Chat Puja – Origin and Significance
Chat puja is a very prominent hindu festival celebrated in north India, specifically by people of Eastern UP and Bihar. It is a festival dedicated to the Sun god and hence also called as “Surya Sashti”. People worship sun god and pray for the well being of family and friends. Chat puja is of great significance in Hinduism and is also celebrated in Nepal and Mauritius.
The festival generally falls in October/November after Diwali. The traditional rituals of Chat Puja are very strenuous which includes fasting , holy bathing, fasting and abstaining from drinking water , standing in water for long periods of time, and offering prashad (prayer offerings) and arakh to the setting and rising sun.
Origin of Chat Puja
The rituals of Chat Puja are believed to be from vedic times. Rigveda contains hymns worshiping the Sun god and describes similar rituals.
The rituals also find reference in the Mahabharta in which Draupadi is depicted as observing similar rites.Through her worship of the Sun God, Draupadi was not only able to solve her immediate problems, but also helped the Pandavas later regain their lost kingdom.
It is also believed that Chhath was started by Karna, the son of Surya . Surya Putra Karna ruled over the Anga Desh (present day Bhagalpur district of Bihar) during the Mahabharat Age. He was a great warrior and fought against the Pandavas in the Kurukshetra War.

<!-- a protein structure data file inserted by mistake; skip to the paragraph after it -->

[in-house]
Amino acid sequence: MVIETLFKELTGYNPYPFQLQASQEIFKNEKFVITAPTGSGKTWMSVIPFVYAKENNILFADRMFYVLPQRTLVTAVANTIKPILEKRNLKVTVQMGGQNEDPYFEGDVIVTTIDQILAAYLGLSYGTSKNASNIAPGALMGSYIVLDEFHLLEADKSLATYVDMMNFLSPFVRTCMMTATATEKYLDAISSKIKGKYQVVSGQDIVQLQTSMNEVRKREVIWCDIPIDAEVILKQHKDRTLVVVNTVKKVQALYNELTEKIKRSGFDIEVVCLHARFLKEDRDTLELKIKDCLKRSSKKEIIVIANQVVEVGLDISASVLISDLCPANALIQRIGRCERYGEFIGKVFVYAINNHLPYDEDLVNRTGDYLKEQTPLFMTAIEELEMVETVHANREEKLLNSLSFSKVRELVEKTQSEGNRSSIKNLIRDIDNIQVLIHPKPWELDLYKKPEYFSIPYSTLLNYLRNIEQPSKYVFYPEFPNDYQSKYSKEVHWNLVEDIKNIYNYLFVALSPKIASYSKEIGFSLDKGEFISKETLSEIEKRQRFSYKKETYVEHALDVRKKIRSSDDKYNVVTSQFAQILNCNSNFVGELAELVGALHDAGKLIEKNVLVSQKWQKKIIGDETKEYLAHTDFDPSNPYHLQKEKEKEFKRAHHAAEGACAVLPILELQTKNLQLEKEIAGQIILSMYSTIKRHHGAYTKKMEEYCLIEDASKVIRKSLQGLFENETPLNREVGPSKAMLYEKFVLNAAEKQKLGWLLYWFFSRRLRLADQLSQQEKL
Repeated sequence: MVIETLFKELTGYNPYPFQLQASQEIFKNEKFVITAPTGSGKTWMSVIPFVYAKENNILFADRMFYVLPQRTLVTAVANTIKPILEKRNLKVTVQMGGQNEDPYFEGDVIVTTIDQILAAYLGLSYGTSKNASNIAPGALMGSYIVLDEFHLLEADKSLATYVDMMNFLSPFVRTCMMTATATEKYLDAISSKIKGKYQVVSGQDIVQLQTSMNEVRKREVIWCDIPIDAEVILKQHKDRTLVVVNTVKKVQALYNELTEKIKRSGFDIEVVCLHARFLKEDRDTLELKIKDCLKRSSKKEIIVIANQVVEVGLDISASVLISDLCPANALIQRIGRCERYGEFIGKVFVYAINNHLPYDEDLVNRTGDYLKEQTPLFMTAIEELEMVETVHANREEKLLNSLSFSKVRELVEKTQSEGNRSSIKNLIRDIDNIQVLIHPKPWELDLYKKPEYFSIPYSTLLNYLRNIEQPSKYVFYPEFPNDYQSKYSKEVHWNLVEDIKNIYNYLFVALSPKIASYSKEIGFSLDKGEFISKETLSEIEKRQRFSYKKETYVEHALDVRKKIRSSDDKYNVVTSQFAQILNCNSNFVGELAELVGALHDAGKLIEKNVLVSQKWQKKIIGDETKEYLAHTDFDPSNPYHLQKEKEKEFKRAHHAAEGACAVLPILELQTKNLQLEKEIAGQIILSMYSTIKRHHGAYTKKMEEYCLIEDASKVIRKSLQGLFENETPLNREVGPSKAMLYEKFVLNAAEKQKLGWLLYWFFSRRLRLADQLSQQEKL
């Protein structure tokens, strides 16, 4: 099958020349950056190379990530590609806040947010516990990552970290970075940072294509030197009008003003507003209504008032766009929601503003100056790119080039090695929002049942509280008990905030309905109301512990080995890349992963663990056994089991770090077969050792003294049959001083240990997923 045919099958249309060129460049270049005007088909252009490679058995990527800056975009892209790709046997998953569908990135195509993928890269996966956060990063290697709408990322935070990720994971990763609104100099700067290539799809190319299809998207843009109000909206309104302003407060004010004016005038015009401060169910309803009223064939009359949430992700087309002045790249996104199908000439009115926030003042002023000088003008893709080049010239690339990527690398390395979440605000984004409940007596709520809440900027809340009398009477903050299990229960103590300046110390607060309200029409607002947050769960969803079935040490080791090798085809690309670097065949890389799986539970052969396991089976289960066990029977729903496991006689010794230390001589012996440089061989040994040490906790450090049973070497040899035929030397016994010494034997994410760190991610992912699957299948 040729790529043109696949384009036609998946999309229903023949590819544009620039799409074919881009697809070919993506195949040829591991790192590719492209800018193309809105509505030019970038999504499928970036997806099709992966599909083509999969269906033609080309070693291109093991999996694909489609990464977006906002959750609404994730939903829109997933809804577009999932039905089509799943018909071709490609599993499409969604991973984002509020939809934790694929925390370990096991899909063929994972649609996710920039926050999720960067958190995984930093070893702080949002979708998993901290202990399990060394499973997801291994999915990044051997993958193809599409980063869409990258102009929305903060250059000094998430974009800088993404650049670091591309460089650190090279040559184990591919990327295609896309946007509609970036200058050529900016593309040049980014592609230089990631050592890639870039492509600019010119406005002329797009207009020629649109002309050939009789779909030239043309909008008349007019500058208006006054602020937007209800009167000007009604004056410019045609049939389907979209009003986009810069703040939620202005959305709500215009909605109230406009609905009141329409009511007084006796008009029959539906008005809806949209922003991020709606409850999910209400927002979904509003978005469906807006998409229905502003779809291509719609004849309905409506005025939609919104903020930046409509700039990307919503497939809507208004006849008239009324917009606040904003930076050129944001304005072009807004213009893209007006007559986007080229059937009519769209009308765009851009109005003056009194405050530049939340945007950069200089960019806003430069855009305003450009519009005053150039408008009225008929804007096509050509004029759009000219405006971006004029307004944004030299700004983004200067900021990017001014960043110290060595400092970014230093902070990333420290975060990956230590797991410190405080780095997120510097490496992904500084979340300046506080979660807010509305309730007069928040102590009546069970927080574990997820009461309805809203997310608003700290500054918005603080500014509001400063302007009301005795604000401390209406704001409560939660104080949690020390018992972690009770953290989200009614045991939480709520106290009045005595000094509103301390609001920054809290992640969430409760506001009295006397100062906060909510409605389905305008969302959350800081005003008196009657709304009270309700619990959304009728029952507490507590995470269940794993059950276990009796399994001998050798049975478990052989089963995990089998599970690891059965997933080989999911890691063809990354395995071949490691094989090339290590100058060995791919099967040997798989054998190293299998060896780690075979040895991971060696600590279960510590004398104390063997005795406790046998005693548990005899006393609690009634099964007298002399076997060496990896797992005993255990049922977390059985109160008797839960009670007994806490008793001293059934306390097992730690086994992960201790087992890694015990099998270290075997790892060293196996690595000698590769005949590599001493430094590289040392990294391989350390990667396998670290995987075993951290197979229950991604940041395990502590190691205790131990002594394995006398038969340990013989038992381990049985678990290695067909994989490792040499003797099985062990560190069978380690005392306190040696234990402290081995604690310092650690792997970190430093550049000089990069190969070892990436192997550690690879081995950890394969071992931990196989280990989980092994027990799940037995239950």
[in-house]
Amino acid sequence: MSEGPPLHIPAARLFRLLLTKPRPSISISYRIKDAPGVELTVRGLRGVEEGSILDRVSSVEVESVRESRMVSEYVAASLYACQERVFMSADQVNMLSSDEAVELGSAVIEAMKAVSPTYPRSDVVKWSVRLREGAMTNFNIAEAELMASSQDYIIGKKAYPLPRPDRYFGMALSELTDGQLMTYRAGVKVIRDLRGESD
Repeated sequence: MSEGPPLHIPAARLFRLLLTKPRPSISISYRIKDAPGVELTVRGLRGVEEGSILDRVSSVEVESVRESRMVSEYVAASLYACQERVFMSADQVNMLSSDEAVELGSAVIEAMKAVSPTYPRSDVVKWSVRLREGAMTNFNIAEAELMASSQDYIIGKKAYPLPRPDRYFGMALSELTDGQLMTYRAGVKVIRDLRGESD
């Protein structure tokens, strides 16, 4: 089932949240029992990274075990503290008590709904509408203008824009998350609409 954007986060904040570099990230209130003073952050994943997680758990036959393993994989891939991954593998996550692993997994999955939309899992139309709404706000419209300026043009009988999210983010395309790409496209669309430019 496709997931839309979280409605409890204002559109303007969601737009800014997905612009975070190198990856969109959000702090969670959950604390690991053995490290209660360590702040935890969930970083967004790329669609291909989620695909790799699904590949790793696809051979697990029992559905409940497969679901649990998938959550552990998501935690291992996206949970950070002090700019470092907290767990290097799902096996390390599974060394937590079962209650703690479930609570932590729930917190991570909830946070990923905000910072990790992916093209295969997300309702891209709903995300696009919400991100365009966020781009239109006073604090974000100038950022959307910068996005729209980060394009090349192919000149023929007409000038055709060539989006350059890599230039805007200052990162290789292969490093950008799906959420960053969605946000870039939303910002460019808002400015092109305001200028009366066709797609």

The Goddess that is worshipped during the famous Chhath Puja is known as Chhathi Maiya. Chhathi Maiya is known as Usha in the Vedas. She is believed to be the consort of Surya, the sun god. During the Chhath Puja, Chhathi Maiya is invoked to bless us with this divine consciousness which will help us to overcome all the troubles in the world.
Chat Puja is a 4 day long ritual.
Day 1 : Also called as “Nahay khay”. Devotees take a dip, if possible in Holy Ganga. Devotees clean the house and start preparing for the Puja. Eat only one meal a day.
Day 2: Also called as “Kharna” or “Lohanda”. This is the day before Chat.
Day 3: The chat day. On the 3rd day of Chhath Puja, the devotees, along with family and friends, make the offerings (Arakh) to the setting sun.
Day 4: Last day of Chat , called as “Parun”. On the final day of Chhath Puja, the devotees, along with family and friends, make the offerings (Arakh) to the rising sun.
The festival ends with the breaking of the fast by the devotees and friends visiting the houses of the devotees to receive the prasad. Witnessing Chhath being celebrated is a beautiful, elating spiritual experience.
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